“The guideline of Aparigraha invites us to let go and to pack lightly for our journey through life, all the while caring deeply and enjoying fully.” – Deborah Adele, Yamas and Niyamas
To everyone who has gone above and beyond to show love and support in my life and on my yoga journey: Thank you so much! I am trying to build a page where I can write mostly about yoga and wellness, but it’s taking longer than expected and I really want to start sharing! I’m making this blog post here to share some of the concepts that have nourished my entire being. After all, yoga is not limited to the mat. This experience is life changing!
As a part of my yoga teacher-training program, we are asked to report on different principles and asanas. This week, I was given the Yama or universal ethical code of “Aparigrha”.
Learning about this final Yama was so eye opening for me that I could not help but create this post. I truly take it as a gift that I was assigned this yama to study, although each of the Yamas have greatly influenced my life. I feel that a lot of us may experience the feelings discussed below without awareness of then or understanding of where they begin and how to overcome them.
Aparigraha is a reminder to be non-covetous, non-clingy and non-greedy. Distinguished from “Asteya” (non-stealing) which is concerned with taking what is not yours, “Aparigraha” (non-possessiveness) seems to be more concerned with the feeling of wanting what others have or clinging onto what you have. This greed-based desire is often rooted in fear and/or jealousy.
Here’s a very meaningful Instagram post that I came across on the topic of aparigraha in the form of “letting go”:
“The last Yama is the one that I struggle with the most in my life. Aparigraha encourages non-possessiveness and non-attachment in our lives. Whenever I experience unhappiness it usually traces back to my attachment to an outcome or to my expectations of others. True freedom is letting go and swimming in the uncertainty of life. Beauty and magic become available to us when we release the need to control and when we stop forcing our own solutions on situations. Find your truth in each moment along your journey, don't worry about the destination!” - @chintwins
And then I came across this excerpt from the book “Yamas and Niyamas” by Deborah Adele:
“What if we could trust life like we trust the breath? What if we could take in all the nourishment of the moment and then let it go fully, trusting that more nourishment will come? Just like the breath gives us nourishment, so does life in the form of homes, work, relationships, routines that bring ease, beliefs, stances, and images of ourselves. There is nourishment until we get attached to these things, often unconsciously, and then disturb ourselves with expectations, opinions, criticisms, disappointments, all because we forget to trust life, exhale, and let go. Like the breath when it is held too long, the things that nourish us can become toxic.” – Deborah Adele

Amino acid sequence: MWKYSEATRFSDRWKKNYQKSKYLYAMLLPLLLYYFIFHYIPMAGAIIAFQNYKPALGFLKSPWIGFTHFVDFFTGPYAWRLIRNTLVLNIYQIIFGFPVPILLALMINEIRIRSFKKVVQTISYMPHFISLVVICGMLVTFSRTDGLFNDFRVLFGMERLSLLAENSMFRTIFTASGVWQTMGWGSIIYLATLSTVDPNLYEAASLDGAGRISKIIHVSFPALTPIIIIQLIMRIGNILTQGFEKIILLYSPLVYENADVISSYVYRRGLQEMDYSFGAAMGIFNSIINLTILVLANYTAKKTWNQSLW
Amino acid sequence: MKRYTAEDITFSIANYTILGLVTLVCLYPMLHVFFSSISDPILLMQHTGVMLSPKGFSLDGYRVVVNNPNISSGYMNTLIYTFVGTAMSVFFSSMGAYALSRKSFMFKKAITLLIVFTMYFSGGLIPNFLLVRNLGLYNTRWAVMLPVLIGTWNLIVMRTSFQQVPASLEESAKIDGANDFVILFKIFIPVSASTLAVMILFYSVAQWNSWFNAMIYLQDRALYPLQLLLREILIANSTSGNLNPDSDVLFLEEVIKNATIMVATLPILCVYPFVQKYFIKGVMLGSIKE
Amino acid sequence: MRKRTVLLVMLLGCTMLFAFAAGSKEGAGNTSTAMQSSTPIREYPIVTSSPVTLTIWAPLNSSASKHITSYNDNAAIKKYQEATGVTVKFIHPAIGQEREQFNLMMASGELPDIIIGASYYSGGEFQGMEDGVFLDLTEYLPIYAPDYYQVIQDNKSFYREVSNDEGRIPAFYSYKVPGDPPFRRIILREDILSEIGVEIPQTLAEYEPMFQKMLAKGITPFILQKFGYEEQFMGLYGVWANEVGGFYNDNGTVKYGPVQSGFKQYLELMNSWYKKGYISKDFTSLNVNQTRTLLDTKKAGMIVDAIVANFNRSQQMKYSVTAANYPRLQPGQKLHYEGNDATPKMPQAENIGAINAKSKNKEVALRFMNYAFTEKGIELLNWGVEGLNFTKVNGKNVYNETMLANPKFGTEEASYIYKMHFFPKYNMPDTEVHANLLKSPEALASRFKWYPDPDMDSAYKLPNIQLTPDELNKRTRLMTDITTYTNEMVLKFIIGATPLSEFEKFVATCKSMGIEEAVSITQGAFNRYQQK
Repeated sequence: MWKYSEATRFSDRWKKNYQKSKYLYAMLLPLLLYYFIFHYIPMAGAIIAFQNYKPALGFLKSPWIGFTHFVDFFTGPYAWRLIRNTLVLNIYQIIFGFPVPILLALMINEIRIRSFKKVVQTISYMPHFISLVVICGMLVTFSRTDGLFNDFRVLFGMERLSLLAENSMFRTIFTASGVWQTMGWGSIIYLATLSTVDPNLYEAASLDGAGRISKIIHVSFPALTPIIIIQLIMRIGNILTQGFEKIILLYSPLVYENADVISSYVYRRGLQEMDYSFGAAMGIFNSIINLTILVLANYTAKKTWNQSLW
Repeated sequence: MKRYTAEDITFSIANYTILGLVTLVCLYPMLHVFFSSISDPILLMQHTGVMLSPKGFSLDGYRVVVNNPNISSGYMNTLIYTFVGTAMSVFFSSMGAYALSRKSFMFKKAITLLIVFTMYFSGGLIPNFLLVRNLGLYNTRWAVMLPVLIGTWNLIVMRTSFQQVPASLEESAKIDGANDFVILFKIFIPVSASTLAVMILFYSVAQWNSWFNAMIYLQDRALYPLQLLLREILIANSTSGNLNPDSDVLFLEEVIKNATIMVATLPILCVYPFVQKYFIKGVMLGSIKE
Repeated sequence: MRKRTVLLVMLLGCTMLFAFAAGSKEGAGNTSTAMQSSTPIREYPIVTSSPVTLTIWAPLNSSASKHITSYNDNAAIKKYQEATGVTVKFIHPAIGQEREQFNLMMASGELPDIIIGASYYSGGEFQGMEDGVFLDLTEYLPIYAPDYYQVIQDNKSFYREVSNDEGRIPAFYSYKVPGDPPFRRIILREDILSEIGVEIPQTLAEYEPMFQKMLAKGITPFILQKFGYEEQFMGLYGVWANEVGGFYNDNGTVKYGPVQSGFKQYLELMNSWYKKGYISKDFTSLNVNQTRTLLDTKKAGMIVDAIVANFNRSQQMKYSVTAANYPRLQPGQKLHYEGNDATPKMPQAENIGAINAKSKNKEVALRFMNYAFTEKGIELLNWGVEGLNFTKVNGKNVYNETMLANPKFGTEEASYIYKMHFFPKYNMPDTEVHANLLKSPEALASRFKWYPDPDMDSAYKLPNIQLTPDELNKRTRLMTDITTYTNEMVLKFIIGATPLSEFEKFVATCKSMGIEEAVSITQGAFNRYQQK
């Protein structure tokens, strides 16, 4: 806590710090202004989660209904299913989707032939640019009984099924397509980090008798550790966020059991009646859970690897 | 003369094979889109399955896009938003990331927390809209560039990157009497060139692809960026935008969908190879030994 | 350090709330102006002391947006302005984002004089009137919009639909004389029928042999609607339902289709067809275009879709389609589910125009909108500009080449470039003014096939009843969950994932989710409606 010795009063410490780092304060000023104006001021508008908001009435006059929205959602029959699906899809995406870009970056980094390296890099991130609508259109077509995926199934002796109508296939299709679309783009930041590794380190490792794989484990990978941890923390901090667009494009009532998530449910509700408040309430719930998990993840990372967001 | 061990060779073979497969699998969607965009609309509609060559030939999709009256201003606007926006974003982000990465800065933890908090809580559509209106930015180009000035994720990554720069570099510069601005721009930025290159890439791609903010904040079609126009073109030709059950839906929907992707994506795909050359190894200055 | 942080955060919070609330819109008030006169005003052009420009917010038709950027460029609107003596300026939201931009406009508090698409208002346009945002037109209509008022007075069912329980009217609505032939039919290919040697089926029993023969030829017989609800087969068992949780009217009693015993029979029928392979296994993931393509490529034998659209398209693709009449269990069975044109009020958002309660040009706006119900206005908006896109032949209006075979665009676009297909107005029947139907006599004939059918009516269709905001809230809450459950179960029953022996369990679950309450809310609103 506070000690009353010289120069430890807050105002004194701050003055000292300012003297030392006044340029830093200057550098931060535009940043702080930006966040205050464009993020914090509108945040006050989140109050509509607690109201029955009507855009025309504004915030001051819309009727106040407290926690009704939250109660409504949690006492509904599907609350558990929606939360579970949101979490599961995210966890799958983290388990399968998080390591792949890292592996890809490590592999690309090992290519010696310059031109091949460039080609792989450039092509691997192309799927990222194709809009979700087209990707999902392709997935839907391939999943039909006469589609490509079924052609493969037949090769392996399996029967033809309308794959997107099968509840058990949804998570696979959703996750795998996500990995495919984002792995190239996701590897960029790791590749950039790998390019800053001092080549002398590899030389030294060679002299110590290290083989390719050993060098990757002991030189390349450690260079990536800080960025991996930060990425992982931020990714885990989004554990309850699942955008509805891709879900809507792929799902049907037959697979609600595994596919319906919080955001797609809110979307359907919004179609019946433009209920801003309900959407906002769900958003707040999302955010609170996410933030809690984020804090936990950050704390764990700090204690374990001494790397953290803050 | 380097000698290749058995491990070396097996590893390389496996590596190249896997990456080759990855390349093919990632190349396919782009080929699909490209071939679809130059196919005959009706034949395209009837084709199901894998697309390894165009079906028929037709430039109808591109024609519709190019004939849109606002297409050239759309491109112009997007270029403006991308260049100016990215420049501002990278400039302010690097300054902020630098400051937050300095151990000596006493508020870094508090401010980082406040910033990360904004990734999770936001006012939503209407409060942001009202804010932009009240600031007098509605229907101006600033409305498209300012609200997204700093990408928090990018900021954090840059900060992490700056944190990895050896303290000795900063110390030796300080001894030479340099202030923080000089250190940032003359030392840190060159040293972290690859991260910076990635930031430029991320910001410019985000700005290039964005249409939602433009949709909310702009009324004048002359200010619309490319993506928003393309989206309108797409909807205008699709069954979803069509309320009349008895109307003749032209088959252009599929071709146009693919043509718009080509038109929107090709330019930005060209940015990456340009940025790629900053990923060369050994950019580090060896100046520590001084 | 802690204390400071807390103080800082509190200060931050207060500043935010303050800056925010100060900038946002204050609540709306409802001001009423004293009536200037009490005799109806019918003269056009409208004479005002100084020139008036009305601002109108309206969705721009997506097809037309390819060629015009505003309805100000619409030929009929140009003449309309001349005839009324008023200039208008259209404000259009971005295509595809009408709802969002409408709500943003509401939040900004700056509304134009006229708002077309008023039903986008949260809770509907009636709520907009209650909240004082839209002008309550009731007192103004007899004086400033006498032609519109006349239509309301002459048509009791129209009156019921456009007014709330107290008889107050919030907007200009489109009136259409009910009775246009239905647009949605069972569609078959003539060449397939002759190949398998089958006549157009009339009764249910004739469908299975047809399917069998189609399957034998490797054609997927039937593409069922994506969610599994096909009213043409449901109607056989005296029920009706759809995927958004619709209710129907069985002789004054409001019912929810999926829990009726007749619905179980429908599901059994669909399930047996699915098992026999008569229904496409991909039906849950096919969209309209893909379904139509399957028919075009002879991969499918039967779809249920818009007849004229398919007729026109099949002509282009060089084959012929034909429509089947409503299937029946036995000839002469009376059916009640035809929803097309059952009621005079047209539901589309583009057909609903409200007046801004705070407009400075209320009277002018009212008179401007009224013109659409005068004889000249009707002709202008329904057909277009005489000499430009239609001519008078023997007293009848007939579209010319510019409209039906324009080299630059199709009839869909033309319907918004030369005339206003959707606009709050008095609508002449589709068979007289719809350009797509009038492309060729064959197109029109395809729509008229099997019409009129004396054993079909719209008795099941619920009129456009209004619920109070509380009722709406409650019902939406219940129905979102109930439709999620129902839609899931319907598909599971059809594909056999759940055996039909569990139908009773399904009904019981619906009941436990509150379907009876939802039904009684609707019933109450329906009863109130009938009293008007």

There is freedom in letting go. That is why this message is so important. Trust that you can let go and that comfort/nourishment will continue to come to you.
Think of something new that you purchased. Now think of something old that you could give/throw away. Trust that you will find nourishment in new things/experiences and that the nourishment that you previously or currently value is not the only way.
Let's think about aparigraha as it is concerned with jealousy: to inhabit what someone else is, where they are in life, or what they have. Does “I want that” sound familiar? We ooh and aah over someone else’s bag, shoes, car, boyfriend, girlfriend, spouse, status, success, money, or happiness. And then we feel less than. The cycle of jealousy is infinite, unless you choose to step into your grace and step beyond it.
Think of something you want (an asana, a physical feature, a talent, an item). When you start to feel that jealousy bubbling up, remind yourself “aparigraha” then shift to gratitude. Stop for a moment and recognize something you do have that is amazing or something that could use some work. Celebrate the other person and what they have…and when you can merge with their excitement, that’s yoga, that’s union, that’s one-ness. Practicing aparigraha is celebrating what is your own and reminding yourself to reach for the stars rather than gazing at someone else’s. (Thank you to gala.com for all of the above information on aparigraha and jealousy that I pretty much copied because it was so well explained!)
Asana: Pasasana (Noose Pose)
From Tadasana (Mountain Pose), bend your knees and lower your hips to your heels. Rotate your torso to the left and bring your upper right arm to the outside of your left leg, with your hands in Anjali Mudra, or prayer position, at the heart. Inhale to lengthen your spine and exhale to twist deeper, wringing out that which you do not need and being grateful for what you have.